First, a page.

You want to lose weigh, but you don't want to pony up the cash for an expensive gym membership. While it's true that those exercise classes and weight machines can rev up your efforts, you don't need a gym to formulate and carry out a weight-loss plan. By bringing your weight loss journey out of the gym, you might find it's easier to incorporate healthy activities into more parts of your life because you won't limit your workouts to the walls of the gym.
The cardiovascular exercise you do each day will be a key part of your weight-loss routine. To lose 1 pound, you'll need to expend 3,500 more calories than you consume. A healthy weight loss goal is 1 to 2 pounds a week -- so that means you'll be aiming to burn 3,500 to 7,000 calories throughout the week. Pick a few activities that you think you can actually stand to do on a regular basis, such as running, walking or cycling, and then cycle through a few cardio workouts throughout the week. If you have a lake or pool nearby, you could also include swimming as a cardiovascular exercise. Aim for 30 to 60 minutes a day of exercise, five days a week, and then use a calorie calculator to gauge about how many calories you've burned. Keep the numbers in a journal so you can track the number of calories you've burned each day.
Along with cardiovascular exercise, add some type of resistance or weight training into your routine to help you lose weight faster. Not only will it help tone your muscles and make you look more fit, muscle also burns calories more efficiently than fat, according to MayoClinic.com. Find a set of 5- or 10-pound dumbbells at a second-hand store, and do basic weight-training exercises such as bicep curls, tricep extensions, lunges and squats with the dumbbells. Also do pushups and pullups, as they'll help strengthen your core and make all cardiovascular exercise easier. Aim to do your weight-training routine two or three days a week while you watch TV or on your lunch break. If you choose to do weights on the same day as a cardio workout, do a slightly less-intense cardio routine that day. One day a week, give yourself a day of rest during which you don't do any exercise -- your body will appreciate the recuperation.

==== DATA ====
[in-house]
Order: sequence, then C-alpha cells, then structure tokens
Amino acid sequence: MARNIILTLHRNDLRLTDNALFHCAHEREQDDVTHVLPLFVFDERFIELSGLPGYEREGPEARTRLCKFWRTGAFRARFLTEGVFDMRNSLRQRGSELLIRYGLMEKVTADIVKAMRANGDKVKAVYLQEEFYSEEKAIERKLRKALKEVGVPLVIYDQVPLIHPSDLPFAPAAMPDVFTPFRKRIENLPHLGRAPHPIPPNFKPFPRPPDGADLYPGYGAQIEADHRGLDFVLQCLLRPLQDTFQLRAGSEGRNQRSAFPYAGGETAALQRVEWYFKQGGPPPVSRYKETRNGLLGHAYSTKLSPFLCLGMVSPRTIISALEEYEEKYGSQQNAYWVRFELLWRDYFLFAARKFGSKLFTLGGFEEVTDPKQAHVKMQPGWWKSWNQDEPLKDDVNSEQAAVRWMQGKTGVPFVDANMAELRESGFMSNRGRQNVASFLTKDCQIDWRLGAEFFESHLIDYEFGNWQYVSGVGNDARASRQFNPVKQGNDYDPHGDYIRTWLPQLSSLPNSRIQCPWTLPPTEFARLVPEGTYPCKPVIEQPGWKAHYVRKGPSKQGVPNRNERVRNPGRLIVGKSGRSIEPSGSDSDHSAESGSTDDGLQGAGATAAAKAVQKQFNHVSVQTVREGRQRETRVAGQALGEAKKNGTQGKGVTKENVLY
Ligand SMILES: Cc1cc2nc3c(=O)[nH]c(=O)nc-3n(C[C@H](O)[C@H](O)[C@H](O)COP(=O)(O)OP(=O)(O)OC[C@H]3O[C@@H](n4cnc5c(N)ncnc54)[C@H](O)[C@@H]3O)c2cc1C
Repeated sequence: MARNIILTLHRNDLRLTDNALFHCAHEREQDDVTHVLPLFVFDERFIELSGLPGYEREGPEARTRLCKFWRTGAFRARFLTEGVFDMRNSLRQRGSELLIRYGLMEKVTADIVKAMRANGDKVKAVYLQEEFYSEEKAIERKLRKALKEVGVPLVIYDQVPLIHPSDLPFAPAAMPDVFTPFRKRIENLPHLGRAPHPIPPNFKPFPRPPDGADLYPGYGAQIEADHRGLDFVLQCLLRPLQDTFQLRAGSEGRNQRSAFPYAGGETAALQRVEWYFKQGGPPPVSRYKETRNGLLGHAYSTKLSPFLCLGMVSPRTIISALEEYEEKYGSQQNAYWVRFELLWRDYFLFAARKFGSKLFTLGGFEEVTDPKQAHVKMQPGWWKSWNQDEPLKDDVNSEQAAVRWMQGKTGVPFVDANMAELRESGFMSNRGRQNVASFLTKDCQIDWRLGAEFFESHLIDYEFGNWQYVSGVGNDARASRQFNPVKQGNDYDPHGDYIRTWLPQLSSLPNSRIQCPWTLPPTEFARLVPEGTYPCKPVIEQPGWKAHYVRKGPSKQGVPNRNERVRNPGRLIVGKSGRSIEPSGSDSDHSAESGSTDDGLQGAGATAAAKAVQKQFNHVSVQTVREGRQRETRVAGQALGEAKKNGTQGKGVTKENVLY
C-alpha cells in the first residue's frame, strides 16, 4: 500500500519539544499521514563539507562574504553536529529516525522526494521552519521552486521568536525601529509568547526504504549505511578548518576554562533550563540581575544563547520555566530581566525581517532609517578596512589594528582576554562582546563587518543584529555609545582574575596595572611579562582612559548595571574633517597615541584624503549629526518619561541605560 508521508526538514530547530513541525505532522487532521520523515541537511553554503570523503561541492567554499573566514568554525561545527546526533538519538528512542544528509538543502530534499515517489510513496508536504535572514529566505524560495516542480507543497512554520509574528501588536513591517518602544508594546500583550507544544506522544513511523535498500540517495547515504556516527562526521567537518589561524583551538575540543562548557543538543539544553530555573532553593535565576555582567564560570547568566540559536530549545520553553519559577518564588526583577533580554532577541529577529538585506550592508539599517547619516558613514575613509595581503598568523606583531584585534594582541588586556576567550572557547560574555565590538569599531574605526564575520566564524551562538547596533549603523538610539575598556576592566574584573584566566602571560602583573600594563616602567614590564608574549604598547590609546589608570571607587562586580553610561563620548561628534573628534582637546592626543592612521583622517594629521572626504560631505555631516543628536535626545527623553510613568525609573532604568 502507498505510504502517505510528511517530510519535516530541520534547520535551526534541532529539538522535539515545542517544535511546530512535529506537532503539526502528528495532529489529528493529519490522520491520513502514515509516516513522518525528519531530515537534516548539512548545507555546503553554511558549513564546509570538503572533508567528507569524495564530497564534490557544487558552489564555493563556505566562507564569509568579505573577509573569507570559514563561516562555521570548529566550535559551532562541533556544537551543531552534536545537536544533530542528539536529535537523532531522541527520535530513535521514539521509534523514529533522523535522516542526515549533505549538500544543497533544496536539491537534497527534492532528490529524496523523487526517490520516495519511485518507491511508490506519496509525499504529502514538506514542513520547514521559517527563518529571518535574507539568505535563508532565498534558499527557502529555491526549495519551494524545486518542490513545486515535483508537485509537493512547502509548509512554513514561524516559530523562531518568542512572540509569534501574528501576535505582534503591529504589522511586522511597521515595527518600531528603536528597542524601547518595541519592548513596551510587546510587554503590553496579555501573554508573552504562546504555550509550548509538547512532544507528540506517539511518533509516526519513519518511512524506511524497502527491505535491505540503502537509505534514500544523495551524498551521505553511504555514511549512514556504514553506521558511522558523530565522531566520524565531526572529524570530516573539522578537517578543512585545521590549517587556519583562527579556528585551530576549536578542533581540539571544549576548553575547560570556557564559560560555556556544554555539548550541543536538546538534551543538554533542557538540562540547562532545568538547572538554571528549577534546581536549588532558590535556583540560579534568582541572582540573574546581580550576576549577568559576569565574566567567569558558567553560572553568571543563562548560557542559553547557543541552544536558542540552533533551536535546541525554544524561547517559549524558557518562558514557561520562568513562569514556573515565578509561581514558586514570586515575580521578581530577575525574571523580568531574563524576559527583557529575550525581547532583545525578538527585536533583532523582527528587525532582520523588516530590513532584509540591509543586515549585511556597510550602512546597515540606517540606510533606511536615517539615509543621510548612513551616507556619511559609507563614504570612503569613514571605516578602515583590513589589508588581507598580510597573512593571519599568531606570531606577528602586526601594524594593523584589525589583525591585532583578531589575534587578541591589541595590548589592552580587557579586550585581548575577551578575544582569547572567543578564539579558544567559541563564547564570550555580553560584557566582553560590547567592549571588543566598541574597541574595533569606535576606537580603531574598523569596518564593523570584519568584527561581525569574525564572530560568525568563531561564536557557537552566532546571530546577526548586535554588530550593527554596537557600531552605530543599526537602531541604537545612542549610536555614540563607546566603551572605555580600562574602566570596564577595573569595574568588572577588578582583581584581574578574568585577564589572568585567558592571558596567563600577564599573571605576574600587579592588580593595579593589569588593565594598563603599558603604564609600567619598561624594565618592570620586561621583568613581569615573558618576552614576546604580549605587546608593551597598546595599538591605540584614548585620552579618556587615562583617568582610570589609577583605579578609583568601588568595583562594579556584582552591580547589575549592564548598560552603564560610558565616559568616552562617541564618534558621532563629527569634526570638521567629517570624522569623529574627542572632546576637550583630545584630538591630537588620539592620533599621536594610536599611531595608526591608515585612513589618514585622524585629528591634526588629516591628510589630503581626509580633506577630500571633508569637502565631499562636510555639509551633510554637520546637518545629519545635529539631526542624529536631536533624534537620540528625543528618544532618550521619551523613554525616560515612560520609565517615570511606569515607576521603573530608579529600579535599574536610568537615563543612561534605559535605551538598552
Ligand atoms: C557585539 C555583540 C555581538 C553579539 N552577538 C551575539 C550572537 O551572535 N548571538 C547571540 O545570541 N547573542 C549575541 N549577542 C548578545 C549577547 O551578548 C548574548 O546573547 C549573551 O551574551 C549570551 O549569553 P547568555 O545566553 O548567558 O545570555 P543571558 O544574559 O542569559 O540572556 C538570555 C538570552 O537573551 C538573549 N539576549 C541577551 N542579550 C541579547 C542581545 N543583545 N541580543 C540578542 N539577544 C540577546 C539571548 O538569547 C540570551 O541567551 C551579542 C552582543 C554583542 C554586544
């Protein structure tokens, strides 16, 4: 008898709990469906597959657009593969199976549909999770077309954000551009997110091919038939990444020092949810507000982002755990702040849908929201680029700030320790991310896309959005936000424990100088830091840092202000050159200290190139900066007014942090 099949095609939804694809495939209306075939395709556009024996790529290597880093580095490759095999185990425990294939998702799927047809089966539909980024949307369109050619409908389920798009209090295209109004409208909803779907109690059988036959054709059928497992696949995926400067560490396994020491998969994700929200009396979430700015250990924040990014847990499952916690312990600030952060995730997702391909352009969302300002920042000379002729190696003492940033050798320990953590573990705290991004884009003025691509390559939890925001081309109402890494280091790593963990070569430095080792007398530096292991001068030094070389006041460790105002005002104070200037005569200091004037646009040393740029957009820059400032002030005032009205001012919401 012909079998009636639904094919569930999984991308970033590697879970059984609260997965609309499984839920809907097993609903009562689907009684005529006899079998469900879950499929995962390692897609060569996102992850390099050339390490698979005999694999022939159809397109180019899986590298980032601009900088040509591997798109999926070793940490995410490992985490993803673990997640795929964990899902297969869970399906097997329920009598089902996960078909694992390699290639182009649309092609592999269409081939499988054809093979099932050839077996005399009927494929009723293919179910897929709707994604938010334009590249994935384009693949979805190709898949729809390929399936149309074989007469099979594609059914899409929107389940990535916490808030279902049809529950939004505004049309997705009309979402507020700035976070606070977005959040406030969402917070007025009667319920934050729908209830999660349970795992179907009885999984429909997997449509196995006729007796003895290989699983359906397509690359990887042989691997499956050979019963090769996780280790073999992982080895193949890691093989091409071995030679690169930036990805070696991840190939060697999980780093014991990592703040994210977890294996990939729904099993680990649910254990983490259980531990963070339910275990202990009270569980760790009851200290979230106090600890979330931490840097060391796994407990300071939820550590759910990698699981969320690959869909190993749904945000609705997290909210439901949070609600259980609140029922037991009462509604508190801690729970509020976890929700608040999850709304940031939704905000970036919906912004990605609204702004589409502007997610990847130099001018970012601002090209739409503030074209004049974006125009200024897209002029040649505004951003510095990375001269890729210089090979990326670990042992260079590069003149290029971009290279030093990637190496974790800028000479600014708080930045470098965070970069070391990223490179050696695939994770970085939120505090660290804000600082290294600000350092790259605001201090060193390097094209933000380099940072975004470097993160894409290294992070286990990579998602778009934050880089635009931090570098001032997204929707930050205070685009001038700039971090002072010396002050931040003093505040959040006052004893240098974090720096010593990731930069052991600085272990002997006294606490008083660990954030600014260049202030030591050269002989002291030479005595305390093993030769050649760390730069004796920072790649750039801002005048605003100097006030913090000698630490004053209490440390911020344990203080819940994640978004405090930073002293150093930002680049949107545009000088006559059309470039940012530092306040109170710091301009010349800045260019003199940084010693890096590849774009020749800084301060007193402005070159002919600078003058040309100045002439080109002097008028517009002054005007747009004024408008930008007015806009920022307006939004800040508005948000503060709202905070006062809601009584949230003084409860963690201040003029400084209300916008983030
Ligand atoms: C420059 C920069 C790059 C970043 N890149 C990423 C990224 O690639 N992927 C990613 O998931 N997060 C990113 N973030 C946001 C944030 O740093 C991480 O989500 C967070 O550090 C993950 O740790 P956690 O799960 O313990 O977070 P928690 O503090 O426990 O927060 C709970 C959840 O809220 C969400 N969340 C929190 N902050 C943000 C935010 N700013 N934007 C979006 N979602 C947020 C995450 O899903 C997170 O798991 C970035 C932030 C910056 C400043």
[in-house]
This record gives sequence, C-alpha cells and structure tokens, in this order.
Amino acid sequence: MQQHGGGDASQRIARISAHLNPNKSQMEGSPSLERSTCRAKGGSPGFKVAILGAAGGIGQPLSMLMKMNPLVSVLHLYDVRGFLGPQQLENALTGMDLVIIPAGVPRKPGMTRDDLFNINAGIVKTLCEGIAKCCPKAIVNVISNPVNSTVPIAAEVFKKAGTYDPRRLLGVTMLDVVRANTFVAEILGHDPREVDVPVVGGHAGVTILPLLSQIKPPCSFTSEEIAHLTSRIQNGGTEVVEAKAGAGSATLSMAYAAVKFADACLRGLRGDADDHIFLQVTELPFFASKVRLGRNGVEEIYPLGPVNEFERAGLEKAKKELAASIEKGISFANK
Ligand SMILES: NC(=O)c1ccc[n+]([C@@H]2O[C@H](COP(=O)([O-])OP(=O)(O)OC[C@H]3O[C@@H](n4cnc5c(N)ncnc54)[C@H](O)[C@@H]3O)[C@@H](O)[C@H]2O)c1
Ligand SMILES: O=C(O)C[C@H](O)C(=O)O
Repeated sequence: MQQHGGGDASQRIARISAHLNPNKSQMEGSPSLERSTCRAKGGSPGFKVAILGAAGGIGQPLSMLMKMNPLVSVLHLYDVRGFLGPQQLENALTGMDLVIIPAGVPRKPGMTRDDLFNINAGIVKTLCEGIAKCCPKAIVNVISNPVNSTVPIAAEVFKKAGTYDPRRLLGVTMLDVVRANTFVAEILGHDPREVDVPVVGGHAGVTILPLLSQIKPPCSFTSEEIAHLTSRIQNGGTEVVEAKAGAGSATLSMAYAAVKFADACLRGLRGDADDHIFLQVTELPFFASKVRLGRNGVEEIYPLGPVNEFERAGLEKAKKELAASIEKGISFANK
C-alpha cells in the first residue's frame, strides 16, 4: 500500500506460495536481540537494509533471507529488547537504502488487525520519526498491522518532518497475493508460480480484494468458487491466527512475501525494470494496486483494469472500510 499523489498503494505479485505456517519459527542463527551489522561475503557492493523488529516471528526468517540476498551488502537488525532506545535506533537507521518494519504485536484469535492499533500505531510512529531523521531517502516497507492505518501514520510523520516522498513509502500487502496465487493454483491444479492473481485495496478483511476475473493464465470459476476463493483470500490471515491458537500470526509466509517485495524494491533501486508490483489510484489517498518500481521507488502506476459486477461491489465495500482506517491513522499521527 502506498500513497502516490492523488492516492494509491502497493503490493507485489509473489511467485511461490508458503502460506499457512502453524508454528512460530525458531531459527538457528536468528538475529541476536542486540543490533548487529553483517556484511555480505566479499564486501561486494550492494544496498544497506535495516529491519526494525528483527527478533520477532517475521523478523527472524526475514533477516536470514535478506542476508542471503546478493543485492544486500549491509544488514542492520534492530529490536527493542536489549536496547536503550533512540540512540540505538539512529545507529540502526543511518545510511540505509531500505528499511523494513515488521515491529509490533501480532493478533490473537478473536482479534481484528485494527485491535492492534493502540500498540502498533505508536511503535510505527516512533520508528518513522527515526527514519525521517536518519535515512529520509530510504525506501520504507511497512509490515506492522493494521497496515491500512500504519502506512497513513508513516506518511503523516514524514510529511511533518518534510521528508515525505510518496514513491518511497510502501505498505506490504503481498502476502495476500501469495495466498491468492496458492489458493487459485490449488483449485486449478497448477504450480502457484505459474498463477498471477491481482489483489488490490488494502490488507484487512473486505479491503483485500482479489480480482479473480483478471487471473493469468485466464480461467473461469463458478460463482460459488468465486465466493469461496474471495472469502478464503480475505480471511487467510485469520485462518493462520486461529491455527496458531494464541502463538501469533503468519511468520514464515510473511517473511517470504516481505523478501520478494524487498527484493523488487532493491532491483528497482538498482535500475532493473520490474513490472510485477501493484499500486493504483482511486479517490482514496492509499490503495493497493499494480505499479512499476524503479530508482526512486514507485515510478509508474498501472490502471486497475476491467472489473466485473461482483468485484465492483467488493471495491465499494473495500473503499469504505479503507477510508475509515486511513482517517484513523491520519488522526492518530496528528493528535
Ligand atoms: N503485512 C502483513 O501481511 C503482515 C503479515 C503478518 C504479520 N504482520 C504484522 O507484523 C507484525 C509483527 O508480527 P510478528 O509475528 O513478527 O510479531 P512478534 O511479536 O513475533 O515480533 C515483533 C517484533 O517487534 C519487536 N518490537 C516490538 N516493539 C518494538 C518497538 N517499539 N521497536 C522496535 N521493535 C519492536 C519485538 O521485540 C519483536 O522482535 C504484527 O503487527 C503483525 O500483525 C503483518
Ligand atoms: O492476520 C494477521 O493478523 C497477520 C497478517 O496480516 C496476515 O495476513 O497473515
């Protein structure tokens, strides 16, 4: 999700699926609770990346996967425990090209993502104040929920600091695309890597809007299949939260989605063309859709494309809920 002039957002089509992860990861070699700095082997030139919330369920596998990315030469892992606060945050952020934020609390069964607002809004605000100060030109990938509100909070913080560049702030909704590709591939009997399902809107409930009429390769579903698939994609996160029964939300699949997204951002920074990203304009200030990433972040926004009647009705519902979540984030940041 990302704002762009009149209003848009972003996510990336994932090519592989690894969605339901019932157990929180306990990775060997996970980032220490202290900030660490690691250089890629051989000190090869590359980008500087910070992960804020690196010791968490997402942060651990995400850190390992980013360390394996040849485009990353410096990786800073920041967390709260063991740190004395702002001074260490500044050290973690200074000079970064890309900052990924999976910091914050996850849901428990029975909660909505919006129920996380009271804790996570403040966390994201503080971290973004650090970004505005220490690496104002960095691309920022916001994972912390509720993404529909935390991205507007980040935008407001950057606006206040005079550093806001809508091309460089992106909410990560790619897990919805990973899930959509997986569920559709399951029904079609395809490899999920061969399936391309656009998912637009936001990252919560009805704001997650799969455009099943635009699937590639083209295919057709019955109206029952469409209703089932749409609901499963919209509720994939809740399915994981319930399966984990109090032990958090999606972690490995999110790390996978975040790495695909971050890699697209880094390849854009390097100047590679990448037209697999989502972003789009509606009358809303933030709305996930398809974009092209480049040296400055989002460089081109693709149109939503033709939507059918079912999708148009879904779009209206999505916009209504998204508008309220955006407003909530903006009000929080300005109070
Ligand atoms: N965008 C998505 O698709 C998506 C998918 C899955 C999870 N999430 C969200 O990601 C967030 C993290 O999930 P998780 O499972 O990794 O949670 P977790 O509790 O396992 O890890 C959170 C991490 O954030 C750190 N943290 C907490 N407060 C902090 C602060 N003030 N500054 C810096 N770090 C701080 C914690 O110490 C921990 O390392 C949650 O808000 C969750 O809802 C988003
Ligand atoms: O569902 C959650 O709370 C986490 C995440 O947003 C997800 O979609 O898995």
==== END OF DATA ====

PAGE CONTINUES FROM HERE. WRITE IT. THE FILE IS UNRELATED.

Find ways to move your body to shave even more calories throughout the day. Try walking or cycling to work, or taking the stairs to get to the office. Go for a walk on your lunch break, and plan active outings with the family on the weekends, such as ice skating, hiking, swimming or a cycling trip. If you work at a desk, get a set of resistance bands and do strengthening exercises under your desk, or sit on an exercise ball to strengthen your core and practice good posture throughout the day.
When it comes to losing weight, only 5 percent of people are successful in keeping the weight off after one year, according to the American Council on Exercise. Of the participants in the National Weight Control Registry, only 1 percent of people successfully lost weight by exercising alone. As such, consider calorie reduction as part of your weight loss regimen. Start by estimating the number of calories you're currently consuming each day by keeping a food journal, and then find ways to cut calories by eating more fruits and vegetables, cutting out sugar, sweets and "extra" snacks. Also try to make your food portions for every meal about 10 to 15 percent smaller, advises the American Council on Exercise. Aim for reducing several hundred calories each day.
Nicole Vulcan has been a journalist since 1997, covering parenting and fitness for The Oregonian, careers for CareerAddict, and travel, gardening and fitness for Black Hills Woman and other publications. Vulcan holds a Bachelor of Arts in English and journalism from the University of Minnesota. She's also a lifelong athlete and is pursuing certification as a personal trainer.